Wizards lose Trevor Booker, experience drop-off in energy against Detroit

Washington Wizards forward Trevor Booker (35) and Washington Wizards guard John Wall (2) talk in the first half of an NBA basketball game against the Detroit Pistons  Saturday, Jan. 18, 2014, in Washington. (AP Photo/Alex Brandon)

We could use you, Book. (AP Photo/Alex Brandon)

Trevor Booker rushed to the rim for a possible rebound and collided with Marcin Gortat near the end of the first quarter in the Wizards’ 104-98 loss to the Detroit Pistons. Booker started hopping on his right foot, initially unable to put any pressure on his left ankle. He hobbled up and down the floor for a few more minutes until he lifted his hand and signaled for Coach Randy Wittman to take him out of the game.

With head athletic trainer Eric Waters trailing, Booker walked to the locker room and never returned after going scoreless with one assist in six minutes. Booker is questionable for Monday’s game against the Philadelphia and his injury disrupted Wittman’s tight, eight-man rotation, which contributed to three straight wins.

Replaced by Nene last week in Chicago after struggling as a starter, Booker was re-energized by his role as the primary front court backup. Booker helped limit Bulls reserve Taj Gibson to just eight points in a 102-88 win, had a double-double with 13 points and 11 rebounds in the Wizards’ upset win over the Miami Heat and had 12 points and seven rebounds in the rematch with the Bulls. So, when he went down, the Wizards experienced a drop-off in the energy department.

“Book has been playing very well for us lately,” John Wall said. “Making shots, and just playing with his energy and rebounding the ball. That kind of hurt us a little bit.”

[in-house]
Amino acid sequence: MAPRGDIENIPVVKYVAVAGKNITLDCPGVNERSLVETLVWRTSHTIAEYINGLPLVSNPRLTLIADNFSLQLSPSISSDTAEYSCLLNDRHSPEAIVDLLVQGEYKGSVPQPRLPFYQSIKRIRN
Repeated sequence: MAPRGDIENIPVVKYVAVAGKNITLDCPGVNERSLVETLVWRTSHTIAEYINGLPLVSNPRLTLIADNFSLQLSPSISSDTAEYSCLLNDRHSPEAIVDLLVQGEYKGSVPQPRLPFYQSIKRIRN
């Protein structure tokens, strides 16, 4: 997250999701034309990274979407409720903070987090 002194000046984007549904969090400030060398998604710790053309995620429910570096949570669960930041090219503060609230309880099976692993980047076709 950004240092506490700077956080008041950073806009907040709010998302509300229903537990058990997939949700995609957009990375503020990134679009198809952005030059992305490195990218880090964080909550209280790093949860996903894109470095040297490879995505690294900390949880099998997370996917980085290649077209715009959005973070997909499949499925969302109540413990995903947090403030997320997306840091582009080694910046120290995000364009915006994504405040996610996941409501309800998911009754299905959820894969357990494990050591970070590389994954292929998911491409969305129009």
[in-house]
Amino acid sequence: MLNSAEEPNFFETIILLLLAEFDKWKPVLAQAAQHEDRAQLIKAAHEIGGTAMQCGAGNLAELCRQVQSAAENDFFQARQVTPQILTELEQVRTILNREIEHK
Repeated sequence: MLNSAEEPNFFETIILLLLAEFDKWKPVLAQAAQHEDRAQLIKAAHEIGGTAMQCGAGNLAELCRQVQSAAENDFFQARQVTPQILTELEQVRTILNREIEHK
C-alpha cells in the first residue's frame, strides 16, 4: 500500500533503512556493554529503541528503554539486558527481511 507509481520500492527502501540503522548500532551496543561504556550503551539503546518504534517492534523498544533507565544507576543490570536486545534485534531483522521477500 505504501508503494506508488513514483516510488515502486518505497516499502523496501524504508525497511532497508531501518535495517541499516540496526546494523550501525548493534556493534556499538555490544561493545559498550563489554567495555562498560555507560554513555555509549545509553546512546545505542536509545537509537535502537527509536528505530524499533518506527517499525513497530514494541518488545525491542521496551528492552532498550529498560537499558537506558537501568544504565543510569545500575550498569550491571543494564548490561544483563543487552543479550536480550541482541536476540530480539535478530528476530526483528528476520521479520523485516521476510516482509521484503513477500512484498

Wittman called on Jan Vesely to fill Booker’s role off the bench and the 7-foot forward from the Czech Republic contributed seven points – and helped the Wizards build a 54-46 halftime lead. But Vesely, who hadn’t appeared in the previous three games, only had one point in the second half and two rebounds for the entire game.

Booker’s absence was certainly felt on the glass, where the Pistons’ front line of Andre Drummond, Greg Monroe  and Josh Smith combined to grab 31 rebounds – four fewer than the entire Wizards team.

“Rebounding was critical with this team and we allowed them to, especially in the second half, just beat us up on the boards,” Wittman said. “Offensive rebounds, we just lost everything against this team and we can’t afford to.”

When the Pistons went small after Drummond got in foul trouble in the second half, Smith was able to take advantage of his speed, athleticism and perimeter shooting to score 20 of his 22 points with Nene and Vesely chasing him around. Detroit outscored the Wizards, 58-44, in the second half.

The Wizards (19-20) still had numerous opportunities to win the game despite Booker’s early exit but found it hard to summon the level of play that allowed them to string together three consecutive wins. They had played some of their best basketball of the season but hit an inevitable wall against the Pistons.

“When we were playing the Heat you’d think we’d get cold at some point. You know we didn’t miss a shot and the last game [against Chicago] was kind of the same way,” Bradley Beal said. “In order for us to be a great, elite, team in this league we got to be able to bring it every night on both ends of the floor.  Even if the offense isn’t there, we got to get more stops on defense.  If it’s a low-scoring game, it’s a low-scoring game, but we definitely got to do a better job of retaliating on defense.”

Trevor Ariza said the Wizards are capable of consistently producing outcomes similar to last week, when they went 3-1: “I don’t think it’s hard to play at the level we’ve been playing at. We’ve shown we can do it. We just got to continue to do it. Continue to lock in and execute.”

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